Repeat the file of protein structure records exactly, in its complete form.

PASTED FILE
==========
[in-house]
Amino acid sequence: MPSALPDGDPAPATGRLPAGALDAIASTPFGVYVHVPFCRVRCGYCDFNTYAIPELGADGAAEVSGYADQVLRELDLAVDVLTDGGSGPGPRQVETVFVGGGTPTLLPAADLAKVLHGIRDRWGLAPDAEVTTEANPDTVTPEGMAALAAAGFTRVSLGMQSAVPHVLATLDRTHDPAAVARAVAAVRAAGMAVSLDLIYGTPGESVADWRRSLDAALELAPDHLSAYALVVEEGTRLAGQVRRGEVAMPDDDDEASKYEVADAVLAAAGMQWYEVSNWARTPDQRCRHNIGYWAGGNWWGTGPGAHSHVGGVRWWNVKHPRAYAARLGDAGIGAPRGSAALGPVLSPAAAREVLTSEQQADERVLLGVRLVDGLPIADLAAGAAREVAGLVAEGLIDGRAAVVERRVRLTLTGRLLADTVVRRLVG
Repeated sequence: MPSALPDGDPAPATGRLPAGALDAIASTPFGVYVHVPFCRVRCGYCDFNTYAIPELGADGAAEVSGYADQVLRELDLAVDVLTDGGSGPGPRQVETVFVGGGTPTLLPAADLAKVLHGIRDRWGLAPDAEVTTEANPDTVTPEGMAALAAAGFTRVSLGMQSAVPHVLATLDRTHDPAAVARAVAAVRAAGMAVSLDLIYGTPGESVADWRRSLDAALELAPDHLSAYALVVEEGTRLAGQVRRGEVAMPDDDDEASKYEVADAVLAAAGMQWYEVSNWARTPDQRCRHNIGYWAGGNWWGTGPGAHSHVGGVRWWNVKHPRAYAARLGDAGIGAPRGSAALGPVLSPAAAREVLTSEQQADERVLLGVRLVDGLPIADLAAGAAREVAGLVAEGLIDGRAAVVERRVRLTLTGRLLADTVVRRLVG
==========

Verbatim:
[in-house]
Amino acid sequence: MPSALPDGDPAPATGRLPAGALDAIASTPFGVYVHVPFCRVRCGYCDFNTYAIPELGADGAAEVSGYADQVLRELDLAVDVLTDGGSGPGPRQVETVFVGGGTPTLLPAADLAKVLHGIRDRWGLAPDAEVTTEANPDTVTPEGMAALAAAGFTRVSLGMQSAVPHVLATLDRTHDPAAVARAVAAVRAAGMAVSLDLIYGTPGESVADWRRSLDAALELAPDHLSAYALVVEEGTRLAGQVRRGEVAMPDDDDEASKYEVADAVLAAAGMQWYEVSNWARTPDQRCRHNIGYWAGGNWWGTGPGAHSHVGGVRWWNVKHPRAYAARLGDAGIGAPRGSAALGPVLSPAAAREVLTSEQQADERVLLGVRLVDGLPIADLAAGAAREVAGLVAEGLIDGRAAVVERRVRLTLTGRLLADTVVRRLVG
Repeated sequence: MPSALPDGDPAPATGRLPAGALDAIASTPFGVYVHVPFCRVRCGYCDFNTYAIPELGADGAAEVSGYADQVLRELDLAVDVLTDGGSGPGPRQVETVFVGGGTPTLLPAADLAKVLHGIRDRWGLAPDAEVTTEANPDTVTPEGMAALAAAGFTRVSLGMQSAVPHVLATLDRTHDPAAVARAVAAVRAAGMAVSLDLIYGTPGESVADWRRSLDAALELAPDHLSAYALVVEEGTRLAGQVRRGEVAMPDDDDEASKYEVADAVLAAAGMQWYEVSNWARTPDQRCRHNIGYWAGGNWWGTGPGAHSHVGGVRWWNVKHPRAYAARLGDAGIGAPRGSAALGPVLSPAAAREVLTSEQQADERVLLGVRLVDGLPIADLAAGAAREVAGLVAEGLIDGRAAVVERRVRLTLTGRLLADTVVRRLVG